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Rome Total War Review

About.com Rating 4.5 Star Rating

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Storyline & Game-Play(cont)

On top of the campaign mode Rome Total War includes both a quick battle and multiplayer mode. The multiplayer mode does not include the turn based, city management portion of the game. Instead it allows you to play against others in massive historical or custom battles but there isn’t much new innovation there. I would have liked to have seen an option to play as the Greeks against another player as the Roman in a conquest for ancient Eurasia. The Quick Battle mode allows players to skip the strategy management portion and go straight in to the battles. Similar to multiplayer battles it contains historical battles as well as the option to create custom battles.

One pitfall I must mention is the game’s AI in quick battles and campaign mode battles. The game allows you to select more than one difficulty level, for each of the 2 distinct phases of the game, the turn based campaign phase and the battle phase. I found that when I had the battle phase on it’s highest setting, the AI was just ok. I still found both my units and enemy units performing some questionable moves. As I lowered the difficulty level it the battles did get easier, at times for me, almost too easy.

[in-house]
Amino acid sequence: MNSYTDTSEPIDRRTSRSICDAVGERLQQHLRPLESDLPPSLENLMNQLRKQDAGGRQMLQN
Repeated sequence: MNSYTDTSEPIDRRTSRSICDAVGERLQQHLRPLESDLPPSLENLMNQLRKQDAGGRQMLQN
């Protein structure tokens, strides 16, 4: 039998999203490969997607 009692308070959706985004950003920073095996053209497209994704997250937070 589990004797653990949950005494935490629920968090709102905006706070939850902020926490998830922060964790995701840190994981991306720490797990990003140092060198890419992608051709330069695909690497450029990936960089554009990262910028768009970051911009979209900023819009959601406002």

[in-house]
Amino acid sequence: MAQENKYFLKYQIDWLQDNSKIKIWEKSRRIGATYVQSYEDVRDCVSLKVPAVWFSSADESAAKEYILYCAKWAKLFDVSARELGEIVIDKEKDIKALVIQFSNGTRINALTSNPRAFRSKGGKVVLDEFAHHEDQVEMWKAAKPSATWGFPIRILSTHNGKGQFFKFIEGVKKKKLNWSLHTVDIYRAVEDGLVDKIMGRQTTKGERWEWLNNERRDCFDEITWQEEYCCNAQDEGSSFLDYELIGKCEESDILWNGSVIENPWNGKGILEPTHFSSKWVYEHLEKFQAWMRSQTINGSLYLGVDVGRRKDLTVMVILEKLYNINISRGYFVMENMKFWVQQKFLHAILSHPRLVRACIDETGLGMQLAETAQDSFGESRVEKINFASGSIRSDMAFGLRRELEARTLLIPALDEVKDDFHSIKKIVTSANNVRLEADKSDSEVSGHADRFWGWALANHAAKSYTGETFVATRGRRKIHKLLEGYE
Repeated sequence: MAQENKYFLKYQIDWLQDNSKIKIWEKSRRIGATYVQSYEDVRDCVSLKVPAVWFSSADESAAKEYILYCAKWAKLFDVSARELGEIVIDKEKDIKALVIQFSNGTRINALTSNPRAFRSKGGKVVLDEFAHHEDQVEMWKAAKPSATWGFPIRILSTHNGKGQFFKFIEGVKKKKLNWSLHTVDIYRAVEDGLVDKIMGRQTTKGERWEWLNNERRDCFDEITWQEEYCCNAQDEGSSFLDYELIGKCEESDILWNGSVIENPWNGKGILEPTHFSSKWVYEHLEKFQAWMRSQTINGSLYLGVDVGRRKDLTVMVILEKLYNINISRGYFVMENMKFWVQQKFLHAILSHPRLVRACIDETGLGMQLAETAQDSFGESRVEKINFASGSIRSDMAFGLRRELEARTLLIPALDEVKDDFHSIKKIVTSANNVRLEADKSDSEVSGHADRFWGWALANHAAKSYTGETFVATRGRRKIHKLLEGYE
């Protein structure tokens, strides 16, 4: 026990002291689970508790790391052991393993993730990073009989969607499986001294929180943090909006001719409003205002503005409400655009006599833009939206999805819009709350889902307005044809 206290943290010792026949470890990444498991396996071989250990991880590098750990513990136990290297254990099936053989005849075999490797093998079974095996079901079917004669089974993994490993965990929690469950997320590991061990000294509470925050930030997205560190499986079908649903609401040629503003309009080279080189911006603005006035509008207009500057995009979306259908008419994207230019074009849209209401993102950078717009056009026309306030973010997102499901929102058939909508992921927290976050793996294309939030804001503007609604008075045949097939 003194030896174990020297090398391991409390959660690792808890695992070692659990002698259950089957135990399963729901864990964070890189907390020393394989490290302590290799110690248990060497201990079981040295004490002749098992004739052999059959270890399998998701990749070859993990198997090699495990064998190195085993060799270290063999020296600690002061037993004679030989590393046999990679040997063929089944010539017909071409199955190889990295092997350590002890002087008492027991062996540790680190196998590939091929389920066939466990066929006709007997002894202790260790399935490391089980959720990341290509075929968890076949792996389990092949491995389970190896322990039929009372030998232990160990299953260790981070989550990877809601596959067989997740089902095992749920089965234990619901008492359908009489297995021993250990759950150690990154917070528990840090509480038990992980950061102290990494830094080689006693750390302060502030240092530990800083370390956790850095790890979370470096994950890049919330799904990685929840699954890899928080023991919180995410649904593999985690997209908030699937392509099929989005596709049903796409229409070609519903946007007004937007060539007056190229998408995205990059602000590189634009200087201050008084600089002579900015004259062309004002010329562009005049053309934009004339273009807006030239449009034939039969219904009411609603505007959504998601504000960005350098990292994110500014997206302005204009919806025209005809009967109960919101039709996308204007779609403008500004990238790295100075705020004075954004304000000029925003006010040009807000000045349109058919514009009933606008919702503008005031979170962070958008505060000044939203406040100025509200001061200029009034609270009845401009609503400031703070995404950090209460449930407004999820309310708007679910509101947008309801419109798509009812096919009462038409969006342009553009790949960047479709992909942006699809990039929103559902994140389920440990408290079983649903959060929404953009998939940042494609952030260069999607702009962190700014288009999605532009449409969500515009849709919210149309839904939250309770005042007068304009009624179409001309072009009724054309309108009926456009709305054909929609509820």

Graphics & Audio

Graphics & Sound The shear size of Rome Total War is amazing with huge battlefields that hold tens of thousands of men and more than 100 different units. The attention to detail in the graphics can be see to detail can be seen immediately. The new graphics engine can render thousands of units on screen in stunning detail at even the lowest graphics setting. The game and battles functioned nicely at low-medium graphic settings while the high graphics settings was a little choppy at times, but can be due to the somewhat older machine I had it running on.

Both the real time and turn based strategy portions of the game are render in full 3D and brings a life-like quality to the battles which can be managed and watched from virtually any angle.

The musical score and sound is also very fitting with music that fits the flow of the battles and realistic battle cries, metal crashes and other battle sounds.

Conclusion

I’m a strategy game buff and loved both Shogun Total War and Medieval Total War, with this in mind my expectations for Rome Total War were high. Kudos to the developers at Creative Assembly for listening to user feedback and making a terrific game that is both fun and addictive while teaching you a little history along the way. Rome Total War was the best strategy game as well as one of the best overall games of 2004.
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